A shout out and thank you to those in Russia, Netherlands, Canada, France, South Korea, Australia, China, Czech Republic, and Germany for stopping by and checking out my blog today.  "U's all" in the US too!!

Saturday, March 15, 2014

More Warp To Play With

One of my weaving guilds suggested we try weaving with rags. Since I have a little warp left, I will attempt to do just that! This is a summer and winter threading (single two-tie) woven on opposites without tabby.

What fun weaving with rags that have some glitter on them. Of course I did pay $5.98 a yard for these "rags". Now I know what the quilters feel like when someone says "You cut that up to just put it back together?" Creativity at work!

Friday, March 14, 2014

Blue-Gray Rug Edge Treatment

I am now working on doing a Damascus Edge to the blue/gray summer and winter woven on opposites rug. I know I practiced on the "dinner leftovers rug" but think I should have practiced more. It doesn't look very neat. But what you see is what you get!
Working right to left, hold the passive warp end in my left hand and the active warp end in my right hand. The know goes over, under and up. The warp will lay onto the rug.

Working the second half of the Damascus Edge, I start from right again and wrap the active warp around the passive end and the fringe will now be back in it's original position.

Since I do not want any kind of fringe or braid, I will needle weave the ends into the rug and clip. I will then put a little "elmers" glue to help secure the edge.

Thursday, March 13, 2014

Working On Rug Edge Treatment

First half going right to left. Warp is laid onto web.
Working on my kitchen table, I am going to work a "Damascus Edge" on my Leftover's Rug. Sometimes it's easier to see something done than read words to describe what you are doing. So if you have any kind of weaving book on rugs, I am sure there is a chapter on this edge treatment you can read. And then again, there is usually this info like this on the world wide web too!

Second half going right to left again, with the warp back toward me.

Once I finished the Damascus edge,  I think I will be weaving the warp ends into the rug. This will take a while as I work from right to left then right to left again to complete the treatment.

Wednesday, March 12, 2014

4-End Block Weave

I wonder if summer and winter woven or opposites is also called 4-end block weave? Hum?

I finished the blue and gray rug and worked on the "dinner leftover's rug" until the warp had this huge knot in it that I didn't notice while winding or beaming the warp. So The "Leftovers Rug" was cut a might short. It is about 25 inches by 25 inches. But it really is my sample of what this draft can do. So guess that's a good thing.

Next order of business is to work on the edge treatment.

Tuesday, March 11, 2014

The Good, The Bad, & The Ugly

Weaving with large wool yarn has been an adventure. Let's see if I can remember some of the things I have learned.
1. Sample to make sure your yarn thickness is correct.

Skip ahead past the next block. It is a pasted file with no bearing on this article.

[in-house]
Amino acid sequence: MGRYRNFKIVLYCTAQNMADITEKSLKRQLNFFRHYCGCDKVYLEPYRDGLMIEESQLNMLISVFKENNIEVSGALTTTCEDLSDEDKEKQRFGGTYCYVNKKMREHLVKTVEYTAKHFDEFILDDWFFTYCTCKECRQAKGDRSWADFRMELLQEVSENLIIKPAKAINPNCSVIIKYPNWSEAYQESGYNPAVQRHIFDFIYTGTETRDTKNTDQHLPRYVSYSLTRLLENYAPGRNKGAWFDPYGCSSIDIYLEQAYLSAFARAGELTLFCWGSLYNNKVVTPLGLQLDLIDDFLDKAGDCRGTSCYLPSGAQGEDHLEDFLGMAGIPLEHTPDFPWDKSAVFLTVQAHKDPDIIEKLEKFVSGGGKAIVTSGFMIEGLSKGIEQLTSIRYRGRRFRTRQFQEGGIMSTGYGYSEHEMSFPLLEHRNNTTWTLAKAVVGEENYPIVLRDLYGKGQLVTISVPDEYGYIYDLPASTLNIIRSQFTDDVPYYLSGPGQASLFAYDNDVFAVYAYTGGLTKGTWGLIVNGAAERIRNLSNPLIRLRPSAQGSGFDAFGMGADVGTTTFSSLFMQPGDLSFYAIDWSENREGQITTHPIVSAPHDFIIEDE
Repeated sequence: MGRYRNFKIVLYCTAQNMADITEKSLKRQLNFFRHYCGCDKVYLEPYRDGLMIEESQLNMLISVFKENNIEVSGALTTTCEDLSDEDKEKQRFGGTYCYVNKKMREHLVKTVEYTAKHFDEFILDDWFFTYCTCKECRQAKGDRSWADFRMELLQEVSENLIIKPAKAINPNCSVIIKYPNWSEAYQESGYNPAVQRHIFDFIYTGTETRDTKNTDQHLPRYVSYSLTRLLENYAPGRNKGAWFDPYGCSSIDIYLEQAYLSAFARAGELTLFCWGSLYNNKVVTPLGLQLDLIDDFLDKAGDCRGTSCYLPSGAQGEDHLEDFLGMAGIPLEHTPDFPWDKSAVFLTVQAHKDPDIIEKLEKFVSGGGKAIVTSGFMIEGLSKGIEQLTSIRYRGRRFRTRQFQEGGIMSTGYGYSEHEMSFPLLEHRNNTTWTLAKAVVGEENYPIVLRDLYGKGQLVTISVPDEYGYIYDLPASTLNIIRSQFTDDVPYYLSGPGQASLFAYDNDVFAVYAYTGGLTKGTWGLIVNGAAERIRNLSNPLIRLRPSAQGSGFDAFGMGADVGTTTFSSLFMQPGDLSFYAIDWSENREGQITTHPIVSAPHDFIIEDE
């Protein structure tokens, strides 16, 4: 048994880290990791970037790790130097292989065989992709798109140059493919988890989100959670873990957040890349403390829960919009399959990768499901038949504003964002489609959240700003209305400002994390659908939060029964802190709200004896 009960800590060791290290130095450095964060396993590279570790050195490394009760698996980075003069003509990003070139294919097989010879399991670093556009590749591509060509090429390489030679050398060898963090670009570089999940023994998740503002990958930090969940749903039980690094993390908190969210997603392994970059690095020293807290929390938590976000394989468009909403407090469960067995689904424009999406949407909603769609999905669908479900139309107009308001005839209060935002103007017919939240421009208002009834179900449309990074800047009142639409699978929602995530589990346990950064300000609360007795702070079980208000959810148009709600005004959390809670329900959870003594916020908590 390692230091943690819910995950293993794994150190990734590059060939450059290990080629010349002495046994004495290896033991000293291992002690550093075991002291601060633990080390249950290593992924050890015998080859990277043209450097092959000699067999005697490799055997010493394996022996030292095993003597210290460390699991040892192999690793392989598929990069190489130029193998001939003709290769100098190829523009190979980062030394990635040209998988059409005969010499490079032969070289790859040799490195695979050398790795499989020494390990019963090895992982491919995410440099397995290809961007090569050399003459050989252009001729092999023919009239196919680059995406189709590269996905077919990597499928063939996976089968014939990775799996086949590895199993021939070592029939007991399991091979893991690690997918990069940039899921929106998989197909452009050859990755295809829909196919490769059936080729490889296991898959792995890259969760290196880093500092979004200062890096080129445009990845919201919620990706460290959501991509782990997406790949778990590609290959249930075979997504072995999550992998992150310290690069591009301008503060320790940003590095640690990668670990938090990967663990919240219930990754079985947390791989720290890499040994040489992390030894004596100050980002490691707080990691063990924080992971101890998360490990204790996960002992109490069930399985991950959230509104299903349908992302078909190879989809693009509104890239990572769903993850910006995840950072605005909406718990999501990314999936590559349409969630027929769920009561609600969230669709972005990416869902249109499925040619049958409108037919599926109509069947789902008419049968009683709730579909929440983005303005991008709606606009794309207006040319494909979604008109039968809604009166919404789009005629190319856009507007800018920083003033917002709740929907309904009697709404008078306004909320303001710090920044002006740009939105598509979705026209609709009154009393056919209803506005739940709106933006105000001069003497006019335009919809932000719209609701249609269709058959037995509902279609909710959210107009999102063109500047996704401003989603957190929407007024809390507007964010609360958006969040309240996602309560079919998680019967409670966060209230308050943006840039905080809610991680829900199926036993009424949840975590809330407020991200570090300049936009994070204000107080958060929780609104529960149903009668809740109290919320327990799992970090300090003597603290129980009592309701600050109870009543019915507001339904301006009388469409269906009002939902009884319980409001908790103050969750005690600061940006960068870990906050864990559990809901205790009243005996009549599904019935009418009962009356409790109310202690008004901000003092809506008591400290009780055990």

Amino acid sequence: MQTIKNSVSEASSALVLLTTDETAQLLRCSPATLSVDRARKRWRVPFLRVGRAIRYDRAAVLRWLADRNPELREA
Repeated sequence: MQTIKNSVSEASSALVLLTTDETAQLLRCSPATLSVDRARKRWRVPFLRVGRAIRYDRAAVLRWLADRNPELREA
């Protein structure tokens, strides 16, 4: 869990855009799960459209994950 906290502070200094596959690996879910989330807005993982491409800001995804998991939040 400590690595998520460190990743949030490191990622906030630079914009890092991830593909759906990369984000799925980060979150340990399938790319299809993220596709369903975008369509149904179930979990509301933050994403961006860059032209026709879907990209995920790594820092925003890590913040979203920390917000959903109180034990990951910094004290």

2. Use a temple.
3. Keep a watch on your edges.
4. Try not to have any KNOTS in the warp.
5. Maybe use a bigger reed!
6. While weaving on opposites, have your shuttles enter the shed from the opposites sides alternately.
7. Wind your stick shuttles in a figure eight on each edge. It will hold more.
8. Remember to allow enough warp at the beginning and the ending to work the Damascus Edge.
9. This is a leftover warp and threads rug!
10. Remember to have fun and learn something new.

See number 4. There is no crying in weaving! (or is that baseball?)


Monday, March 10, 2014

Dinner Leftovers Rug

Finished with the blue and gray rug. It ended up being 49 inches long on the loom. There is more warp, so I have gone to my 'stash' and tried to find my wool yarns. Most of my stuff is 2/18 size, so I am having to wind several ends together to get the thickness I need for another rug. And since I am using leftover yarns, I am using leftover blocks..... In other words...... I am designing at the loom.

Should have done this sampling before I jumped into the blue and gray rug. As you can see by the solid blue area, that yarn is covering the warp better.
So the moral to the Blue/Gray rug is I should have had a wider denting. Or better still "should have sampled first- not last", said Ann. Do as I say, not as I do!
Don't know how long this warp or the yarns will last, but I will continue until I run out of either/or!
I have my Breakfast Rug 
and this will be my Dinner Leftovers Rug.

Sunday, March 9, 2014

Rug Half Done or Half Empty?

Yippee! I am at the a little past the half way mark. The rug is 25" wide and I will weave it 50 inches long.

I had said on an earlier post that I was weaving this upside down. Well, this is a summer and winter woven on opposites rug....... either side is the public side! Duh!! I should have some warp left to experiment once I get this 50 inches done. I will only be stymied if I run out of rug yarn.

Saturday, March 8, 2014

Hiding Your Tales

I am going to tell you a tale about hiding your tails! See, I do know the difference between the two tails! Anyway, I still can't find the excellent looper tool that my friend Diane Six ( Morning Moon Alpacas ) gave me at Christmas. I will keep looking!  But I did find one of the dental loopers. Another tip Diane told me to do was to weave in my tails as I go while it's under tension on the loom.

looper, needle, yarn

thread the looper through the eye of the needle and put the yarn through the looper

pull the looper and yarn through the eye of the needle

weave the needle through your web between the top and bottom layers of your web

pull through and clip close to the web.

Now my tale of the tail is all done!